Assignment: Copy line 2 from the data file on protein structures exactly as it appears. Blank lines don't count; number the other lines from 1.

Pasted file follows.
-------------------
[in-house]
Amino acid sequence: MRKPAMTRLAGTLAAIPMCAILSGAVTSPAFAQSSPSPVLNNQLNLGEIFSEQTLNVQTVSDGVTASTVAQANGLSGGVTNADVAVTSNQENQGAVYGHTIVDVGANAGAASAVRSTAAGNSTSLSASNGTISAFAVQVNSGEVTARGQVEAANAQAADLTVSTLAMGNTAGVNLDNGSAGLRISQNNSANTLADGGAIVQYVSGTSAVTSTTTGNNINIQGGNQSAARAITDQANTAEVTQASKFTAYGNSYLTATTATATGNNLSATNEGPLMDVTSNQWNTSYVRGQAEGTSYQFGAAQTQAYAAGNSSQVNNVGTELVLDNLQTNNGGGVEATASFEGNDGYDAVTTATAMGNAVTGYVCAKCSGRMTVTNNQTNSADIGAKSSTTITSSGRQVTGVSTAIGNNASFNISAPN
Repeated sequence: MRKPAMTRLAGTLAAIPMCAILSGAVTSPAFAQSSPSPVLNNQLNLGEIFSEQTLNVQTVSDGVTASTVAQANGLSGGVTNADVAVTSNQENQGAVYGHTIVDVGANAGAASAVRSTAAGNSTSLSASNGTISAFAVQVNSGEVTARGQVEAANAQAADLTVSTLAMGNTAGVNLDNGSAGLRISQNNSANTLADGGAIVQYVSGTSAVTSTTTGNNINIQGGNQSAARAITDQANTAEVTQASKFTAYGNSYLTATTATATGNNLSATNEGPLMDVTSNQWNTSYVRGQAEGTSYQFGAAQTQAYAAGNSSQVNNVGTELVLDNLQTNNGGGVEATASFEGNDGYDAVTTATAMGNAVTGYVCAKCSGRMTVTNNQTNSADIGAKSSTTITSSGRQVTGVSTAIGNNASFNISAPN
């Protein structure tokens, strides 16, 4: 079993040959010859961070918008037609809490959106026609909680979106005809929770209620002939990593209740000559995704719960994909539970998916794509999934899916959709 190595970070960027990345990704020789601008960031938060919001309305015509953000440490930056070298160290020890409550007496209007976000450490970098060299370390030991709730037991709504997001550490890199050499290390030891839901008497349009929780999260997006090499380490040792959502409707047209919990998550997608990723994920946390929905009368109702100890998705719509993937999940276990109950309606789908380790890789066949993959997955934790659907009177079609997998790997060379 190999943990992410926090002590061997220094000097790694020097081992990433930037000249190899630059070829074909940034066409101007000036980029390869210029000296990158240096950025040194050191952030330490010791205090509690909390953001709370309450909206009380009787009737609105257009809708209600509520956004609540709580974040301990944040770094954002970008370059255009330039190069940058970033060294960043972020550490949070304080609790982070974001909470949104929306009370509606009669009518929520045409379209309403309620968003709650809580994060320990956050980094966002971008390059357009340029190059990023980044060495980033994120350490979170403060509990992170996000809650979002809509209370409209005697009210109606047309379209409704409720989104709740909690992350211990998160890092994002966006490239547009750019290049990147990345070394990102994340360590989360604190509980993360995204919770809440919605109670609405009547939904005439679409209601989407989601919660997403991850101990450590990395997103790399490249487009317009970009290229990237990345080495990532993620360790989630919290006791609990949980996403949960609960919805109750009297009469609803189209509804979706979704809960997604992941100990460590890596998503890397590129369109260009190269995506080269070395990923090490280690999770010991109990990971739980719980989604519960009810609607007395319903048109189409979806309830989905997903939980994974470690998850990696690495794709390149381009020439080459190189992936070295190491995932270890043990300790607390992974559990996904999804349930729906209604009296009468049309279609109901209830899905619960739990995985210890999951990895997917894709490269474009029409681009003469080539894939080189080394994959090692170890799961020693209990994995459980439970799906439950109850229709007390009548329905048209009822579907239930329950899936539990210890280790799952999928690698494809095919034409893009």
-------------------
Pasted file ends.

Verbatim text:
Amino acid sequence: MRKPAMTRLAGTLAAIPMCAILSGAVTSPAFAQSSPSPVLNNQLNLGEIFSEQTLNVQTVSDGVTASTVAQANGLSGGVTNADVAVTSNQENQGAVYGHTIVDVGANAGAASAVRSTAAGNSTSLSASNGTISAFAVQVNSGEVTARGQVEAANAQAADLTVSTLAMGNTAGVNLDNGSAGLRISQNNSANTLADGGAIVQYVSGTSAVTSTTTGNNINIQGGNQSAARAITDQANTAEVTQASKFTAYGNSYLTATTATATGNNLSATNEGPLMDVTSNQWNTSYVRGQAEGTSYQFGAAQTQAYAAGNSSQVNNVGTELVLDNLQTNNGGGVEATASFEGNDGYDAVTTATAMGNAVTGYVCAKCSGRMTVTNNQTNSADIGAKSSTTITSSGRQVTGVSTAIGNNASFNISAPN